I’ve been blogging a long time–since 2001. People ask me about starting blogs all the time. Here’s what I usually tell them.
- It’s easy to start a blog. If you can use Word, you can blog.
- It’s better if you are comfortable with web sites, icons, the Internet, and your computer isn’t scary to you.
- It’s better if you know the basics of HTML and CSS and understand images. However, if you’re a musician or an artist and don’t want to think about those things, you can still have a blog.
- You need to be sure you have something to say and are burning to say it. You need a reason to keep coming back week after week to produce new material. It doesn’t matter what your thing is, but you need to have a passion for writing about it.
- You have to commit to it. It takes constant time, effort, and work. If you don’t have the self-discipline to make a long-term commitment to a writing project, don’t do it.
- You need to be a decent writer. You need to enjoy writing. You don’t have to be a literary genius. But you need to be willing to spell check, grammar check, proofread, edit, refine, rewrite, and make an effort to write well. Within that restriction, be yourself. Use your own voice, your own tone, your own style.
- Don’t expect a miracle. There are millions of blogs but only a few people are famous bloggers who make a living from a blog. Do it because you want to say something, not because you want to get something.
4 thoughts on “7 Tips for New Bloggers”
I’m curious — who makes a living from a blog and only a blog?
Thanks for asking, Georganna. There are examples. Heather Armstrong at dooce.com is a well-known one. I haven’t seen any stats on it, but I think Brian Clark at copyblogger.com makes a living blogging. There’s Darren Rowse from problogger.net. A few others in that top category would be icanhazcheezeburger, boing boing, gofugyourself, and perezhilton. Some of them have more than one writer involved.
“It’s better if you know the basics of HTML and CSS and understand images. However, if you’re a musician or an artist and don’t want to think about those things, you can still have a blog.”
Wow. As an artist myself, I was glad to hear I can still use the internet box machine like all of you high lernin’ folk.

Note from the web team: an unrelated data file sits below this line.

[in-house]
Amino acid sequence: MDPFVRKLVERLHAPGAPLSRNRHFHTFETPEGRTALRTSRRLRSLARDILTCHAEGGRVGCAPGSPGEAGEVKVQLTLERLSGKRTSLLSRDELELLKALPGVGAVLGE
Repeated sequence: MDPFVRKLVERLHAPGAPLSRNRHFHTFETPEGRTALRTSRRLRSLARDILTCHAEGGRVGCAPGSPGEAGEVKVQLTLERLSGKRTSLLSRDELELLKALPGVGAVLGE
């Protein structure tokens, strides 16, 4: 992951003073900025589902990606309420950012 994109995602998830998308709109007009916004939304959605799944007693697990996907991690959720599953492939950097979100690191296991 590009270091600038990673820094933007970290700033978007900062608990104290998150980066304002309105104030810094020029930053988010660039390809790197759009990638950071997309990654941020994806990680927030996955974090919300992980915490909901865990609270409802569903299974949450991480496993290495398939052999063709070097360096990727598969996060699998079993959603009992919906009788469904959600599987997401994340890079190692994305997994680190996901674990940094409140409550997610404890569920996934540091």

What makes you assume that artists and musicians are computer illiterate. Most artists and musicians UTILIZE the internet to get their creative media out into the world. Thanks for assuming that we just sit around all day in fear of the glowing box that sits on our desks.
You should work on your own terrible blog before attempting to instruct others. Perhaps take your own advice and learn CSS. Your website looks like it is from 1999. I am sure you get a whopping 20 unique visitors per month though. Fascinating.
I don’t even know why Stumbleupon brought me here. I probably did something wrong because I am so bad at the computer. Anyways, I guess I am off to pound some rocks together or maybe smear mud on the wall. I am an artist after all.
@Random Sheesh, take a chill-pill! No one is dragging on artists or musicians.
Point is, if you don’t care for geeky, technical things, don’t sweat it – you can blog!
How’s that dissing artists/musicians? That’s right, it isn’t!
BTW, a ‘pretty’ website is NOT a prerequisite. I could name MANY sites that might appear dated that do very well.
In blogging, it’s the content, relevance & personality of the blogger (and perhaps guest bloggers) that creates the following.
7 great tips. Yet, it’s #7 that grabs my attention and prompts me to comment.
Whether blogging or Internet Marketing in general, too many people jump into the arena believing it’s EASY to make money (aka “a living”) online.
One guy I work with pulls in a cool $11,000+ /month from Adsense. Go figure. His sites are bland. Content is okay.
Another guy I know is controversial but very giving with his info – definitely his info helps people make money. He has a BIG following and also reviews products. Only then will he endorse and offer advertising.
His cost per visitor is a whopping $8.00.
Many models for making money “blogging.” I don’t know if straight blogging affords a living. Wait, I do know one girl who is a corporate blogger (info only) and earns a living. Don’t know exactly what she makes but it’s a living.
Aside from my own Sarasota real estate team’s lead gen, I manage lead generation for a few other real estate people throughout the US. I create A TON of real estate-type content and distribute it far & wide.
Granted, blogging by itself is not making the living, but blogging great content (+ vblogging) results in visitors>>leads>>customers>>commissions.
Hope this helps. Thanks for the list.